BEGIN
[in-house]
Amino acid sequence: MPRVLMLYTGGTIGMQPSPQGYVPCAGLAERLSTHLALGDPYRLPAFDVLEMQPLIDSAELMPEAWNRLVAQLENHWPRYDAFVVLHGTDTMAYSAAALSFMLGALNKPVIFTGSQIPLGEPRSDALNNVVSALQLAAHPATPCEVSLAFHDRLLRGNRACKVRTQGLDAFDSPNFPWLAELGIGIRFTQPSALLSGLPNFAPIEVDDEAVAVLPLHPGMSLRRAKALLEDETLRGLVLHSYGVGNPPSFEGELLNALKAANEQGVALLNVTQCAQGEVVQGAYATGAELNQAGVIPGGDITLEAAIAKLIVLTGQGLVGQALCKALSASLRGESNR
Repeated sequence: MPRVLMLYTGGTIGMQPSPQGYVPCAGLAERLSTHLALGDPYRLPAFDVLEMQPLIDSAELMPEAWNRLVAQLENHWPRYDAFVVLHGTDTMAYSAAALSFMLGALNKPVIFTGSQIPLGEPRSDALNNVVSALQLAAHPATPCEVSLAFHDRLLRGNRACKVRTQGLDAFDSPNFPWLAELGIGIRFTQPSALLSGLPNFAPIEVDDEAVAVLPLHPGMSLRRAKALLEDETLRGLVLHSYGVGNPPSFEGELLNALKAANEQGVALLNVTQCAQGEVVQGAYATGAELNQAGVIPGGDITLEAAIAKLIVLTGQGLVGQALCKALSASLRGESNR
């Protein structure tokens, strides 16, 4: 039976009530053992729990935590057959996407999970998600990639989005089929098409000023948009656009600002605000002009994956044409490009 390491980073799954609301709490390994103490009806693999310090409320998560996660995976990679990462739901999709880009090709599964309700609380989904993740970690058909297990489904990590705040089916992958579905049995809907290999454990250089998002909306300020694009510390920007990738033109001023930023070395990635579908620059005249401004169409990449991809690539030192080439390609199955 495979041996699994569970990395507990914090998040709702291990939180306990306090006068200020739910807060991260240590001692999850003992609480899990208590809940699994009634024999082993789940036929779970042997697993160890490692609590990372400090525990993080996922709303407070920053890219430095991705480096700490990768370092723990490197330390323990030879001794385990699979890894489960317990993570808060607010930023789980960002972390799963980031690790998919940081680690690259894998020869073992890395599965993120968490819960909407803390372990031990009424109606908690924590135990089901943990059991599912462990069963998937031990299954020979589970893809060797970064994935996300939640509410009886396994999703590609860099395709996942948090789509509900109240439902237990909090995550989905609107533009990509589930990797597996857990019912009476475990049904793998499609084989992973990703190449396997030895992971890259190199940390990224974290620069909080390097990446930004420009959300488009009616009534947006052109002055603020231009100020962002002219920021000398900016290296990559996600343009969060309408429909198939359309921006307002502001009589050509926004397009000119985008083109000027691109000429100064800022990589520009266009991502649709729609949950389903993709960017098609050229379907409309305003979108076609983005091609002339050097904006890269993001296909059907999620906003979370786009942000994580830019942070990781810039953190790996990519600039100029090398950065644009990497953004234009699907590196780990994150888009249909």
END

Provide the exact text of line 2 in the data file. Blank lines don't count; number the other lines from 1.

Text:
Amino acid sequence: MPRVLMLYTGGTIGMQPSPQGYVPCAGLAERLSTHLALGDPYRLPAFDVLEMQPLIDSAELMPEAWNRLVAQLENHWPRYDAFVVLHGTDTMAYSAAALSFMLGALNKPVIFTGSQIPLGEPRSDALNNVVSALQLAAHPATPCEVSLAFHDRLLRGNRACKVRTQGLDAFDSPNFPWLAELGIGIRFTQPSALLSGLPNFAPIEVDDEAVAVLPLHPGMSLRRAKALLEDETLRGLVLHSYGVGNPPSFEGELLNALKAANEQGVALLNVTQCAQGEVVQGAYATGAELNQAGVIPGGDITLEAAIAKLIVLTGQGLVGQALCKALSASLRGESNR